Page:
Regine November 15, 2017
Kibby is what we call a version of this dish in Haiti. Introduced by the Haitian-Lebanese in Haiti. It is very popular as an appetizer and each kibby is rolled into a cylindrical shape, made with a combination of beef and lamb. The main herb that is featured is mint; and the kibbys are usually served with slices of lime.
Reem K. November 15, 2017
Hi Regine! We do the fried cylindrical versions as well, though we don't use mint. Sounds interesting - lamb and mint always go well - will definitely try it next time :-)
Lynn D. November 16, 2017
Reem, why didn't you answer Calamity`s question. The instructions for the dough are definitely missing something.
Reem K. November 16, 2017
Lynn, I didn't answer her question b/c my youngest daughter has an ear infection and I just got back from the doctor, and it is only 9am here. So I will get to her question when I have the time. If you read the intro and recipe thoroughly you will see that the dough is actually not missing anything.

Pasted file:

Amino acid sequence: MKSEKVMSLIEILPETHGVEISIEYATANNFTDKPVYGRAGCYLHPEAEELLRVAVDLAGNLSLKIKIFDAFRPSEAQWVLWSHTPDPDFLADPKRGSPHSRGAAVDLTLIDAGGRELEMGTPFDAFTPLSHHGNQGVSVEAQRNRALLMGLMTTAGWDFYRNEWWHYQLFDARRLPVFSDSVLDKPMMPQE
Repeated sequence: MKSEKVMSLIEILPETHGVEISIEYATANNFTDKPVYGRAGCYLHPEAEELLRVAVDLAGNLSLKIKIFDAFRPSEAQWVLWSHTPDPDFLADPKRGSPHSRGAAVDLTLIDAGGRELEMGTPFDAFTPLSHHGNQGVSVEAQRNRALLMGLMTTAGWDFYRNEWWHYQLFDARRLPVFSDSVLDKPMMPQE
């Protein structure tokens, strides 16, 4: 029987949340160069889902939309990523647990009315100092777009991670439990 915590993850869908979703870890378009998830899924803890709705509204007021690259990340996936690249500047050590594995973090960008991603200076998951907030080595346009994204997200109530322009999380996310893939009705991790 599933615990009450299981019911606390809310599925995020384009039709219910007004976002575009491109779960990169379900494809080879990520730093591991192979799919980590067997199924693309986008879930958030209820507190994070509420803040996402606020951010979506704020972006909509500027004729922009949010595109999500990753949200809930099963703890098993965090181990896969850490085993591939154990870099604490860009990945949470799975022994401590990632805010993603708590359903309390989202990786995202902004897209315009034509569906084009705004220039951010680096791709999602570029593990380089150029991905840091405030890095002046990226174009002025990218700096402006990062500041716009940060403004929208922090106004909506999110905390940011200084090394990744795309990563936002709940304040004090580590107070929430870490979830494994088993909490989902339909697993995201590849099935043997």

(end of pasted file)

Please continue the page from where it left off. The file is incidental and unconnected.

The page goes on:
mj November 15, 2017
I cannot wait to try this! I'm betting that fresh spices make a significant difference in this recipe!
Reem K. November 15, 2017
Fresh spices are the best indeed! Hope it turns out well for you - let us know how it goes :-)
Amy F. November 15, 2017
This looks amazing! We are a paleo household, so will be experimenting with the crust. Wondering if there anywhere to purchase a pre-made Nine-Spice Mix?
Reem K. November 15, 2017
Hi Amy!! The exact nine-spice mix probably not (that's just a household concoction my mom came up with ;) ) but the Lebanese 7-spice mix and the Baharat spice mix can both be easily found in most supermarkets and will give you a very similar flavor profile. Do let me know what you come up with for crust!